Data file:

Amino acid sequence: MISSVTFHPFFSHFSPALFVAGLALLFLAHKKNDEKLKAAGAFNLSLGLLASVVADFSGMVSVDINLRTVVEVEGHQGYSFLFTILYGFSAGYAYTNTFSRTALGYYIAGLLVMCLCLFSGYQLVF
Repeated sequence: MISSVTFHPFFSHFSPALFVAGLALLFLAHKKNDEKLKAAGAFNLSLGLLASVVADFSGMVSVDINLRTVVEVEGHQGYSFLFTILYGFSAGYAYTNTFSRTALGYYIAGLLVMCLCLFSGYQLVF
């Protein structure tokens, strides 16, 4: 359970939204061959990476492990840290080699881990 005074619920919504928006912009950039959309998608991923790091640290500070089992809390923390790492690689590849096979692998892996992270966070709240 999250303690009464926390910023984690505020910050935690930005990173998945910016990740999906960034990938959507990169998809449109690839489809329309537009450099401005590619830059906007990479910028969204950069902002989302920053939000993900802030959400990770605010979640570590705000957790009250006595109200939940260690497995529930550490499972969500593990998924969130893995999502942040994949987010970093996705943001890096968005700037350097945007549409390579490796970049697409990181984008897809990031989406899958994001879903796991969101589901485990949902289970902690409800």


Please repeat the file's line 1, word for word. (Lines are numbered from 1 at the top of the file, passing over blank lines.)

Amino acid sequence: MISSVTFHPFFSHFSPALFVAGLALLFLAHKKNDEKLKAAGAFNLSLGLLASVVADFSGMVSVDINLRTVVEVEGHQGYSFLFTILYGFSAGYAYTNTFSRTALGYYIAGLLVMCLCLFSGYQLVF